● The proposal draws inspiration from the involvement of elected officials in judicial appointments, promotions, and removal from office practiced in other countries. However, the political involvement in these systems is limited to appointment of judges to courts that deal exclusively with constitutional issues, and are separate from the remainder of the more professionalized judiciary. Israel’s judiciary contains no such separation: The Supreme Court operates as a court of appeals in civil, criminal and administrative matters and, in a minority of cases, as a constitutional court. And courts of lower instances are certainly not focused on contested public issues as a central issue. Thus, the comparison with models for appointment of judges in other countries is misleading and, in most cases, irrelevant. Moreover, applying the rationale for the design of constitutional courts in other countries to the entirety of Israel’s judiciary will not only fail to rectify or improve it, it will destroy it.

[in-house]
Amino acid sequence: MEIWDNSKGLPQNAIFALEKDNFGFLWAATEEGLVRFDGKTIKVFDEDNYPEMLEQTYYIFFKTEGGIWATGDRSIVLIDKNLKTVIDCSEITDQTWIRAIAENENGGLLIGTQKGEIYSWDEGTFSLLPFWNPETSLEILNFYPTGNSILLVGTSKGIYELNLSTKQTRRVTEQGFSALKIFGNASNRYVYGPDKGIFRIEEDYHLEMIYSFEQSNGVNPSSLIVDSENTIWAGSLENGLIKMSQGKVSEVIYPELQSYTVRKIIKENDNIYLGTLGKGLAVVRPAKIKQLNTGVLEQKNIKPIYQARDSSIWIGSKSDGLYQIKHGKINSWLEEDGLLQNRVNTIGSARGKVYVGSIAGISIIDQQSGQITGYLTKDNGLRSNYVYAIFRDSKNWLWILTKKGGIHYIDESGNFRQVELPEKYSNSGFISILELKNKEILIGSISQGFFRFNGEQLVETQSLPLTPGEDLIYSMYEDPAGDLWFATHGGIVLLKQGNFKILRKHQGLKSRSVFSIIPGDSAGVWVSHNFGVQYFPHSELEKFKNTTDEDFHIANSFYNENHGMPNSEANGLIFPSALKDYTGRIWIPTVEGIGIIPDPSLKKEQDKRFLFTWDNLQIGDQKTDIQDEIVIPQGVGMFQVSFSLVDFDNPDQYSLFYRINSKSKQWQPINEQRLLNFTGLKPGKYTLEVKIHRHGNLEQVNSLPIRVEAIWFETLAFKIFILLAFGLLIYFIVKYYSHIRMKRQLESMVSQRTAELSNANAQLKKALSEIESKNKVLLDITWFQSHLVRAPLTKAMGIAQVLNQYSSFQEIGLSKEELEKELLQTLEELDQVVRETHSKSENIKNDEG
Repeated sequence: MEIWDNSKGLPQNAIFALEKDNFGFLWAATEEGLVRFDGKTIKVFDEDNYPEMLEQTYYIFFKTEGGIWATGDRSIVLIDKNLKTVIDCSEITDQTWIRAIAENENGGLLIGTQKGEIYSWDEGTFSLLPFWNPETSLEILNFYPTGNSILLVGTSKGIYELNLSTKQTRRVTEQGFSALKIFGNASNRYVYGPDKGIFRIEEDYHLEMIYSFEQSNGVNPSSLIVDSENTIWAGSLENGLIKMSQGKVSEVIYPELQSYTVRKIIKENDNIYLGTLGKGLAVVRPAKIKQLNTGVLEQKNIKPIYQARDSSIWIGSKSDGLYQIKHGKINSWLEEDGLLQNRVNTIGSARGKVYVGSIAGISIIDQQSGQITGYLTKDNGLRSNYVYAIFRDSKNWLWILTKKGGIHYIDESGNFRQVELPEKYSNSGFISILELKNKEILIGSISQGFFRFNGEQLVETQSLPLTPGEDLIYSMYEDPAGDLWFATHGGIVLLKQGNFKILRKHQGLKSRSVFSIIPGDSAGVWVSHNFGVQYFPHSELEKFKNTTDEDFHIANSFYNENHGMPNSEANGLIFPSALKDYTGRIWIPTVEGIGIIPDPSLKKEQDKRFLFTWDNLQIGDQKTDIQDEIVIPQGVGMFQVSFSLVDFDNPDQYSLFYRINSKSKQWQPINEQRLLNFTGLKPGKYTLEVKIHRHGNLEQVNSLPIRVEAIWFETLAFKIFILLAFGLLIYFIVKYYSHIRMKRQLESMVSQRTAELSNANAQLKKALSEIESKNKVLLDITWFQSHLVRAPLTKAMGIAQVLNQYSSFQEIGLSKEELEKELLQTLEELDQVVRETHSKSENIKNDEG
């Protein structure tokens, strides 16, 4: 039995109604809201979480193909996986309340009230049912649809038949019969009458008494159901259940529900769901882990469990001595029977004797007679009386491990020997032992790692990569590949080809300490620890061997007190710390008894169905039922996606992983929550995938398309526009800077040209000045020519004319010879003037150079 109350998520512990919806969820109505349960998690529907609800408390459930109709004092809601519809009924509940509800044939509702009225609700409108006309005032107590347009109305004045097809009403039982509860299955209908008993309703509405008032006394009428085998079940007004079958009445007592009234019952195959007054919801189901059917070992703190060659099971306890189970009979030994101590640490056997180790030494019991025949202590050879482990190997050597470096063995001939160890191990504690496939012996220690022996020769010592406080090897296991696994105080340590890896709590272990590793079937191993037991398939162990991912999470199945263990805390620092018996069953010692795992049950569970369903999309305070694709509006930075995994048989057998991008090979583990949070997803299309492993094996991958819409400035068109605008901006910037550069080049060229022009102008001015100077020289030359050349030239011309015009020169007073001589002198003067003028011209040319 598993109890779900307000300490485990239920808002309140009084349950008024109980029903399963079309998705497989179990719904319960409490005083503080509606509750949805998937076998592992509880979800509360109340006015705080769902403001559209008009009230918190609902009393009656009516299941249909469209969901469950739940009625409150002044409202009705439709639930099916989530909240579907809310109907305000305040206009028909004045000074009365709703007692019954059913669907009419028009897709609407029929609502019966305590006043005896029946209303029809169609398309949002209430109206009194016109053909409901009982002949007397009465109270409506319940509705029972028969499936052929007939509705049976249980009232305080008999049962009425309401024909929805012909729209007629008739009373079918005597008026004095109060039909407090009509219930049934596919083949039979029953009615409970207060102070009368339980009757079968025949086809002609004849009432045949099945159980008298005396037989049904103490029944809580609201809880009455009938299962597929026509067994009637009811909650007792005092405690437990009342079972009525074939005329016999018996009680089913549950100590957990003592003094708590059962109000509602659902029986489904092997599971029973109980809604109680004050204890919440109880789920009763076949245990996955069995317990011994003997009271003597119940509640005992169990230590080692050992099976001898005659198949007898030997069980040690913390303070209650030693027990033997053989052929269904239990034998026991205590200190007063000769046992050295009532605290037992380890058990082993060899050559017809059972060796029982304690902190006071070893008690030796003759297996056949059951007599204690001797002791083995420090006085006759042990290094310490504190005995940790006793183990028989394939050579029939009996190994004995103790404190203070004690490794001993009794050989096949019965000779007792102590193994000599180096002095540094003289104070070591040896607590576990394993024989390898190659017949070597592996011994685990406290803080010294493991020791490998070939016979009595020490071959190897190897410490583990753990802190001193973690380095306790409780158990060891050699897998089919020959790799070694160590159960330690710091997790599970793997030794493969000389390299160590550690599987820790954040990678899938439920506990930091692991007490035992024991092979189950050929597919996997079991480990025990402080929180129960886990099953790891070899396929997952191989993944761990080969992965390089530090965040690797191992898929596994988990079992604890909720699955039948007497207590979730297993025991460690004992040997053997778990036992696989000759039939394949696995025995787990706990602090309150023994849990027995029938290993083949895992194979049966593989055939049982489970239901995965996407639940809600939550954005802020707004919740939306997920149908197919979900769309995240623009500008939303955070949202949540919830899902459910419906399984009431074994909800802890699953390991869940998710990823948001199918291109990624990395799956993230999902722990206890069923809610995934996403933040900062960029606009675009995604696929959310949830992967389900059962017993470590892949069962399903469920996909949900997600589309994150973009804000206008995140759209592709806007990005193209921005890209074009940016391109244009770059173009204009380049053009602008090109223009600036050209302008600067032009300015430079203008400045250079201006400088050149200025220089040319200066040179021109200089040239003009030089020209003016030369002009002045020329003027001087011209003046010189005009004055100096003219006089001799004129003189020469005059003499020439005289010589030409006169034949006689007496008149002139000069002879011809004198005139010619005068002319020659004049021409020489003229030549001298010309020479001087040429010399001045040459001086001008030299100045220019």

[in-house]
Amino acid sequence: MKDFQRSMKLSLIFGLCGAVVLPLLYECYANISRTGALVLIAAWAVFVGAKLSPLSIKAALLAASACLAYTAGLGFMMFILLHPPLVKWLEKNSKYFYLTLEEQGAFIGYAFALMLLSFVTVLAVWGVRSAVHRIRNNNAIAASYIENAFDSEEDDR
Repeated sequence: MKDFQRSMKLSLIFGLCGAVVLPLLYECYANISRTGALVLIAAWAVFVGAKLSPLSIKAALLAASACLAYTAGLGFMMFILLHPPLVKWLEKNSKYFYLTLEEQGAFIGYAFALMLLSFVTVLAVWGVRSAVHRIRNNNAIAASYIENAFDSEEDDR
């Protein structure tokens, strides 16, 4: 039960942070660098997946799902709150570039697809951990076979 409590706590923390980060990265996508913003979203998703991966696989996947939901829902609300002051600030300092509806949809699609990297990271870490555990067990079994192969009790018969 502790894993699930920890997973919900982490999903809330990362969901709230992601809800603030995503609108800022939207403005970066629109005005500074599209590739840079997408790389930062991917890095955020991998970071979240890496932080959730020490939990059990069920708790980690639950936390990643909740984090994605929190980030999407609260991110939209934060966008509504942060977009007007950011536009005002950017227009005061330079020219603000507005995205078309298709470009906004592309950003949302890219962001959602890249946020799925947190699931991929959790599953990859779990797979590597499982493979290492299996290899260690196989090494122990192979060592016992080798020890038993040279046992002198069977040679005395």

● Debating the procedure for judicial appointments in isolation from considering the full gamut of changes proposed by the Government obscures the overall significance of the various proposed changes, as in this case the whole is worse than the sum of its parts. The proposals of the Minister and the Committee Chair regarding the appointment of judges are accompanied by proposals to significantly limit the Supreme Court’s authority for constitutional judicial review, an abolition of the condition of government reasonableness as grounds for judicial review, and to enact an override clause allowing a parliamentary majority to override any instance of judicial review. These proposals fortify, entrench and enhance the power of the Government at the expense of other branches of government without mechanisms for checking, limiting and restraining the elected government. This is not a proposal for the reform and consolidation of Israel’s democracy, but a measure for its expunction.